1. JESUS: YOUR EUCHARISTIC FRIEND AND COMPANION. One of the greatest remedies to cope with or conquer loneliness is to establish a deep faith, confidence, and love for Jesus (your best Friend) in the context of the Blessed Sacrament, Mass, and Holy Eucharist. Establish a habit of visiting your Friend Jesus present in the Tabernacle in His Eucharistic Presence. Attend daily Mass if you have the time. Receive Jesus in Holy Communion with great love and devotion. After receiving Him in Holy Communion spend some time after Mass; close your eyes and talk to your Friend Jesus who is now living in the very depths of your soul. Tell Him everything that is on your mind, in your soul, all that is present in the very depths of your heart. This is the closest and most intimate union that can exist on earth—the union of our heart with the Sacred Heart of Jesus present in you after Holy Communion.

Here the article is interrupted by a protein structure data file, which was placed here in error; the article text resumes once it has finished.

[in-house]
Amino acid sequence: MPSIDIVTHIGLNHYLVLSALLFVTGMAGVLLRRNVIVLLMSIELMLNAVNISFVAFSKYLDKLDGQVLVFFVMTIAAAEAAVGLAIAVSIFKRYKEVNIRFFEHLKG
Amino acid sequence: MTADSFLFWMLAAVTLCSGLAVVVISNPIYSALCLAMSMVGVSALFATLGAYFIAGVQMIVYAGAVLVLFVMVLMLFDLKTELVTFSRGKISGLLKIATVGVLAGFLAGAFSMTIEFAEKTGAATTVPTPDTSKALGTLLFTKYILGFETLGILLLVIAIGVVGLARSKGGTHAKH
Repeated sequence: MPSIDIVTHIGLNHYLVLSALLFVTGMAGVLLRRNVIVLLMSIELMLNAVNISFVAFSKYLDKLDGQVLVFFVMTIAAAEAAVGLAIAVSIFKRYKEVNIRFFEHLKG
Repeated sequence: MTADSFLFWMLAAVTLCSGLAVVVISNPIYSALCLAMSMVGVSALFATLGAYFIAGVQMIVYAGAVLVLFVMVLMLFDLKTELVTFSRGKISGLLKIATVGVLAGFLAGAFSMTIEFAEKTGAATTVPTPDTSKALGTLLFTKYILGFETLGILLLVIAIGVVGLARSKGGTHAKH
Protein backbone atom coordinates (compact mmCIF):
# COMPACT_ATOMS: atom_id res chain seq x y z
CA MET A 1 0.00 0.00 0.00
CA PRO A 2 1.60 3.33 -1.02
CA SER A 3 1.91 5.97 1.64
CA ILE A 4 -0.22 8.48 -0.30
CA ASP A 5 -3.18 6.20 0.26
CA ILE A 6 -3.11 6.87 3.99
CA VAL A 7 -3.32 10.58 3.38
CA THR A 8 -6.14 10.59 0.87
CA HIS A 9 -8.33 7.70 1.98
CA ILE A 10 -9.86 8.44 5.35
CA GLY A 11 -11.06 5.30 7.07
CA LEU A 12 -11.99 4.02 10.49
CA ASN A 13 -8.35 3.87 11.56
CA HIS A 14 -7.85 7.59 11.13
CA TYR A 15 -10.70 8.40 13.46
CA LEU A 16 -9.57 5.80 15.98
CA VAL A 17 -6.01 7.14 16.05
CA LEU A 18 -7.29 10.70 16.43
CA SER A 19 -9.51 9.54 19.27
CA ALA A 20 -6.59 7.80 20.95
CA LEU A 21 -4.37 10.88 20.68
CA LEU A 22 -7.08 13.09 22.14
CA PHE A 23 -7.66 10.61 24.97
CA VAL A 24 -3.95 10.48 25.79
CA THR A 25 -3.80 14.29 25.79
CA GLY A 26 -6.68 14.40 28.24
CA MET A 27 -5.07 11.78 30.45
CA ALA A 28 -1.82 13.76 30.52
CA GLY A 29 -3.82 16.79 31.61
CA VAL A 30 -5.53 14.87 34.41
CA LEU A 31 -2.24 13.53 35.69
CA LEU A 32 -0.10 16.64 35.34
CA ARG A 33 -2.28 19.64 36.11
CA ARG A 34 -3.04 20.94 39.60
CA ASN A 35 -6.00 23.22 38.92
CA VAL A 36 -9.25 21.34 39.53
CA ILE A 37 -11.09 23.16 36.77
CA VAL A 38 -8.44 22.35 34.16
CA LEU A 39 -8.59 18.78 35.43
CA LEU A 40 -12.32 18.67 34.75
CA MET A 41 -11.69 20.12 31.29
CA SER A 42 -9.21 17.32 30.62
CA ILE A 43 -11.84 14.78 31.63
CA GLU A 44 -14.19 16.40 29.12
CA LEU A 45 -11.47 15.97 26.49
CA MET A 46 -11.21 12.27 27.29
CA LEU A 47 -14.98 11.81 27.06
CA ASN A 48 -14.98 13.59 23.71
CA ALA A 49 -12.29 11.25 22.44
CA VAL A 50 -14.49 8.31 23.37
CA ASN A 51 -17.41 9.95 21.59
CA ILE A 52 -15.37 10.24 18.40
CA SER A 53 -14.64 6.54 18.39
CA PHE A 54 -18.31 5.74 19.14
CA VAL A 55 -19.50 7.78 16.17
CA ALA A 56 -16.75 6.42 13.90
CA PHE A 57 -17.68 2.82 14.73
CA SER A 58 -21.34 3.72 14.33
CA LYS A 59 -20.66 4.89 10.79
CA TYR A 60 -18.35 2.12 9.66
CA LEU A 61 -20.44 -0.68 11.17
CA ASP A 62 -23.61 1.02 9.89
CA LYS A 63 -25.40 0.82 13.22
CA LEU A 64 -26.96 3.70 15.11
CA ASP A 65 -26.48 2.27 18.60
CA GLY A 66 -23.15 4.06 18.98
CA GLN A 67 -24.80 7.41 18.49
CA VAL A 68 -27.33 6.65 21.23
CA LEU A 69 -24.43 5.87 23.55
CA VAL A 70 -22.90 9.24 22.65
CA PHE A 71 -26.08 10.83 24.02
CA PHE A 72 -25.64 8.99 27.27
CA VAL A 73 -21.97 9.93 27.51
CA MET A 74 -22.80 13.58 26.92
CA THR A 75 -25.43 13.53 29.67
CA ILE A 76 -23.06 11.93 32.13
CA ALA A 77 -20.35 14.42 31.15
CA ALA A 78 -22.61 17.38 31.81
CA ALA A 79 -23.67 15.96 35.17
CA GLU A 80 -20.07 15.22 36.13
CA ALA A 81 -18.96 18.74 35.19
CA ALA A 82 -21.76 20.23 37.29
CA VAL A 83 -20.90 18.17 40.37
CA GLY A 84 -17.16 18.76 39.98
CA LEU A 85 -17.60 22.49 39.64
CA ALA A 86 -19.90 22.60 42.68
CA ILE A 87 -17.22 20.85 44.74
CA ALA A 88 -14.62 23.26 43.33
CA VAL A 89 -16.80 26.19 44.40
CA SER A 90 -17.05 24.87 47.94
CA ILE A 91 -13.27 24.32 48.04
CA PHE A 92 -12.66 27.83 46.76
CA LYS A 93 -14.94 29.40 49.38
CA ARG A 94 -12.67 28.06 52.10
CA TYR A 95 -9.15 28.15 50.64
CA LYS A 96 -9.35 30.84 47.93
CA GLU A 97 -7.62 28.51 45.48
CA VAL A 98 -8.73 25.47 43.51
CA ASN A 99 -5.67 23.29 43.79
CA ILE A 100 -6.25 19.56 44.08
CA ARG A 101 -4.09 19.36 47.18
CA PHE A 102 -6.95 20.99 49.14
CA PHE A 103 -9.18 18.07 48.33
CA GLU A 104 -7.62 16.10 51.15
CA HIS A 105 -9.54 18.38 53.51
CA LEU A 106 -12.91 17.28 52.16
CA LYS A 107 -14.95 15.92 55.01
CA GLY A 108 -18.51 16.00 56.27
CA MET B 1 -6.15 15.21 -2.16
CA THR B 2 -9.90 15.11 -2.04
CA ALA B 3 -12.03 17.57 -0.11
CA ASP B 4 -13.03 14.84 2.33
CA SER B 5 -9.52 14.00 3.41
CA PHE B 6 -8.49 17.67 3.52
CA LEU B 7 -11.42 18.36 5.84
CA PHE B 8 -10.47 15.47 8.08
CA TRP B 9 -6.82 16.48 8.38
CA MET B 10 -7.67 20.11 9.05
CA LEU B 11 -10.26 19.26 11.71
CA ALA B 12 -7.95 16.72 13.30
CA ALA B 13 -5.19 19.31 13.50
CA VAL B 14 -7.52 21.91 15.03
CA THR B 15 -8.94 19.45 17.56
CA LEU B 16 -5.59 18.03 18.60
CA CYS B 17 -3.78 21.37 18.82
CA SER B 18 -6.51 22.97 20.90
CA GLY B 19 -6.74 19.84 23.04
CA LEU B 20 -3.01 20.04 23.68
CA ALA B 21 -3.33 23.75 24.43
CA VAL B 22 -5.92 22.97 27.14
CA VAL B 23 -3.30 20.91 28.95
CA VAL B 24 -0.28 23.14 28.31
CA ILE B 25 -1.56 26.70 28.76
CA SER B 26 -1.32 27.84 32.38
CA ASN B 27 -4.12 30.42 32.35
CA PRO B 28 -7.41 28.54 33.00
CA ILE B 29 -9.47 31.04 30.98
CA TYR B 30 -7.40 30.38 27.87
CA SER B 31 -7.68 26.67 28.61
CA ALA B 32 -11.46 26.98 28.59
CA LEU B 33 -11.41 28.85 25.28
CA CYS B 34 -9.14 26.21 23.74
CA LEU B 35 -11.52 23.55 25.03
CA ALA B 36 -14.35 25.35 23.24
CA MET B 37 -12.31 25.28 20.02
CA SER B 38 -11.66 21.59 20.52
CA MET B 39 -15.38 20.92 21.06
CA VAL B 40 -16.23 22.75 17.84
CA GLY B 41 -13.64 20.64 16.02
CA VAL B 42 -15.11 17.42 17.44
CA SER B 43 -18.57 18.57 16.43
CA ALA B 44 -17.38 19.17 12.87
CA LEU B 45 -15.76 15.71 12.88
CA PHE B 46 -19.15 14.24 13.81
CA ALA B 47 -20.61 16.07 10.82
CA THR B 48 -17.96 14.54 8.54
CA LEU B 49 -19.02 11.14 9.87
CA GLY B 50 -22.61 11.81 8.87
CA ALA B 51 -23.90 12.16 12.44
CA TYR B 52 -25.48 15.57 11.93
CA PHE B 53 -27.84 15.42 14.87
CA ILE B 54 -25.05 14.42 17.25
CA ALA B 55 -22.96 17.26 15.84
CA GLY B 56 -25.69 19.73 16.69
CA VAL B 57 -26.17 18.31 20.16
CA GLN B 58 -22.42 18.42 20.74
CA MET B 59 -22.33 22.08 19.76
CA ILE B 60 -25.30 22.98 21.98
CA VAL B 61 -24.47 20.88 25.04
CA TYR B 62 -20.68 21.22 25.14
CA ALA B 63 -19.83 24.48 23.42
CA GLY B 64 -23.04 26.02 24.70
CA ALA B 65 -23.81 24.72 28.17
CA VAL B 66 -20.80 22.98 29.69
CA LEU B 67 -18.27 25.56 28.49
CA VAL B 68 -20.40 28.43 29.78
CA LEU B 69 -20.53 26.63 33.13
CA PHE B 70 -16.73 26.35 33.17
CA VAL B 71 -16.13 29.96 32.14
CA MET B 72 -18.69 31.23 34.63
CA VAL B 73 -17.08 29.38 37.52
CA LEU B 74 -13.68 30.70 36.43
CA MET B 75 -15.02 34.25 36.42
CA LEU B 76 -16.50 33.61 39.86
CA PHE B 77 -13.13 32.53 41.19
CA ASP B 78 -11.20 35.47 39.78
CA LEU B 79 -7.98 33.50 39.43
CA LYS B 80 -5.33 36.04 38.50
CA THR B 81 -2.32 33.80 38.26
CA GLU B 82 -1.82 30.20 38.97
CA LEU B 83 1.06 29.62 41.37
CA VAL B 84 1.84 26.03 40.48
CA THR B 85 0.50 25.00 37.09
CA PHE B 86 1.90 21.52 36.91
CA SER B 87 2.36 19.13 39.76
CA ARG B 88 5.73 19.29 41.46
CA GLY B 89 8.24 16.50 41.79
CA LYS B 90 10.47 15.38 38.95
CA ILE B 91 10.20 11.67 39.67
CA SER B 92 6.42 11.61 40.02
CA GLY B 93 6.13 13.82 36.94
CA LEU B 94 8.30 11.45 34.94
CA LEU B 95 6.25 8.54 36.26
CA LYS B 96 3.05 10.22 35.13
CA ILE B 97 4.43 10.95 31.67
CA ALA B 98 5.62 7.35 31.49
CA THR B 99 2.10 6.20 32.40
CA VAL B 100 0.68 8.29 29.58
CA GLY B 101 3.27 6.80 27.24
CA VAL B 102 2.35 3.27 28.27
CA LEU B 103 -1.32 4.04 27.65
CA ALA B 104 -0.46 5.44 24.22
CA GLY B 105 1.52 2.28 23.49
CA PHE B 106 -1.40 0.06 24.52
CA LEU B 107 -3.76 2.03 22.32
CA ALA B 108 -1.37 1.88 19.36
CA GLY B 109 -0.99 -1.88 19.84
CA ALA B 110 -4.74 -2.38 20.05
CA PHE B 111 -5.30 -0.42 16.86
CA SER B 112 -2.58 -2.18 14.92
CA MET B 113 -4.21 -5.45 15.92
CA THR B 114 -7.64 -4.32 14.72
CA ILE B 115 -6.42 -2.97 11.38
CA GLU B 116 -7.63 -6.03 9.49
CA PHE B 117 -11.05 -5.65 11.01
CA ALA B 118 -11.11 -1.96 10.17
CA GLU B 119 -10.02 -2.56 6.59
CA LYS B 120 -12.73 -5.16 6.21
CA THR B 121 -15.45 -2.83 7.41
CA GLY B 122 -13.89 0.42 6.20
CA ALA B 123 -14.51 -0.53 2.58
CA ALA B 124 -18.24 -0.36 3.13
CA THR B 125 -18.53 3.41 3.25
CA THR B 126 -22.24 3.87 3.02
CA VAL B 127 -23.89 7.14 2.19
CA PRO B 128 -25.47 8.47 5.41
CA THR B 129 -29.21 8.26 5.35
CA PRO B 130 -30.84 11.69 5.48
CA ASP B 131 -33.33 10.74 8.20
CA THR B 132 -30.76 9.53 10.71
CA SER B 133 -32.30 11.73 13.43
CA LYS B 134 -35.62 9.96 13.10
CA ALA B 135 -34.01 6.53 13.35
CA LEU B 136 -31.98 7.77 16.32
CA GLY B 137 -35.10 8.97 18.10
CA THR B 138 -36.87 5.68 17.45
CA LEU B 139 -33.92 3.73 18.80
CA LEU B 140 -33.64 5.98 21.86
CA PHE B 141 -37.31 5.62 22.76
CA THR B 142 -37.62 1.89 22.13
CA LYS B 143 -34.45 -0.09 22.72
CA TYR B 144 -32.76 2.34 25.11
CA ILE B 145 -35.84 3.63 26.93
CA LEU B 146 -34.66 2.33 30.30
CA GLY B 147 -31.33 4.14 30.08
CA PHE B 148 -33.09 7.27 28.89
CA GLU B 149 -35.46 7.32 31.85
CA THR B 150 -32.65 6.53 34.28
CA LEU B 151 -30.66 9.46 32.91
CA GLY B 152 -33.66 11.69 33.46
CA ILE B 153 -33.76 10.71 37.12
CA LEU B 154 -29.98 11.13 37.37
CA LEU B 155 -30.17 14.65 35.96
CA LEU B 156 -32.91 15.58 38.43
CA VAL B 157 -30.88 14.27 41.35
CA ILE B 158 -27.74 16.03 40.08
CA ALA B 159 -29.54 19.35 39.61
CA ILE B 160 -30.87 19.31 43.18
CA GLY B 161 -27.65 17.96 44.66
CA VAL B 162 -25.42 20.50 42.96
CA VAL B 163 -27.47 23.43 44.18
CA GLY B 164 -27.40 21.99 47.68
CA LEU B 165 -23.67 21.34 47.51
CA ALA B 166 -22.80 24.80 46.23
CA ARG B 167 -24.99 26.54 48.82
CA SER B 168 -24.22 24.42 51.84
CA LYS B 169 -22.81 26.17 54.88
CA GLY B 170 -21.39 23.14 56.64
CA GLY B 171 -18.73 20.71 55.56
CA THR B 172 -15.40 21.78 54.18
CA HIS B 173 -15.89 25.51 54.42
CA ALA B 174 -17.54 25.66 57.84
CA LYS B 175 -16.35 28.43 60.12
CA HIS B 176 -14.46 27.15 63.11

If we establish a deep and dynamic Friendship with Jesus and Mary in this life that crushing loneliness that we experience will be lifted like the sun that dissipates the early morning clouds, or like the dew that evaporates on the morning grass. Still more important, if Jesus is your best Friend now in time in this present world, then when we pass from this world to the next He will be our best Friend forever in heaven, where loneliness will no longer exist.
Therefore none of us have to belong to the Sergeant Pepper’s lonely heart-club band. Rather we belong to the Sacred Heart of Jesus and the Immaculate Heart of Mary.

Sunday, January 6, 2019